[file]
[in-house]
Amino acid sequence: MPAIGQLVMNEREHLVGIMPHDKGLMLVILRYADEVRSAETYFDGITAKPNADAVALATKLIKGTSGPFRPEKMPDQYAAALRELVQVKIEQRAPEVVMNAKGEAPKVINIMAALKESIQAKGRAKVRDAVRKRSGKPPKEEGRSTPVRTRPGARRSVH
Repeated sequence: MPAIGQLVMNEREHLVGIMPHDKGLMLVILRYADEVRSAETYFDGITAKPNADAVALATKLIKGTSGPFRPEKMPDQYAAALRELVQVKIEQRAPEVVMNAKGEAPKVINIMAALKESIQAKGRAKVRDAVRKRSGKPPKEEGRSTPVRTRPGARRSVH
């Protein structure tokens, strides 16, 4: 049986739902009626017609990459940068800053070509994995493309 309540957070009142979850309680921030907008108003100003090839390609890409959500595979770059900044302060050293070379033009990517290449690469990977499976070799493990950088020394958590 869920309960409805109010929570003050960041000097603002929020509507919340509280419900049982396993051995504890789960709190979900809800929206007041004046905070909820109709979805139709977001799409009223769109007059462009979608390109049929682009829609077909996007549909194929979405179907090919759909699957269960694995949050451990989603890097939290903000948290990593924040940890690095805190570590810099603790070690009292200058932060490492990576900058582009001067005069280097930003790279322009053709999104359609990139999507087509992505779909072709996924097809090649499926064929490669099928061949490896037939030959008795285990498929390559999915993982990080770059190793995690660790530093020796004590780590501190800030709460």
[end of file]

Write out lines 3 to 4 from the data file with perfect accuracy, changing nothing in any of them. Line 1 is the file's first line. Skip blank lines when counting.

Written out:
Repeated sequence: MPAIGQLVMNEREHLVGIMPHDKGLMLVILRYADEVRSAETYFDGITAKPNADAVALATKLIKGTSGPFRPEKMPDQYAAALRELVQVKIEQRAPEVVMNAKGEAPKVINIMAALKESIQAKGRAKVRDAVRKRSGKPPKEEGRSTPVRTRPGARRSVH
């Protein structure tokens, strides 16, 4: 049986739902009626017609990459940068800053070509994995493309 309540957070009142979850309680921030907008108003100003090839390609890409959500595979770059900044302060050293070379033009990517290449690469990977499976070799493990950088020394958590 869920309960409805109010929570003050960041000097603002929020509507919340509280419900049982396993051995504890789960709190979900809800929206007041004046905070909820109709979805139709977001799409009223769109007059462009979608390109049929682009829609077909996007549909194929979405179907090919759909699957269960694995949050451990989603890097939290903000948290990593924040940890690095805190570590810099603790070690009292200058932060490492990576900058582009001067005069280097930003790279322009053709999104359609990139999507087509992505779909072709996924097809090649499926064929490669099928061949490896037939030959008795285990498929390559999915993982990080770059190793995690660790530093020796004590780590501190800030709460």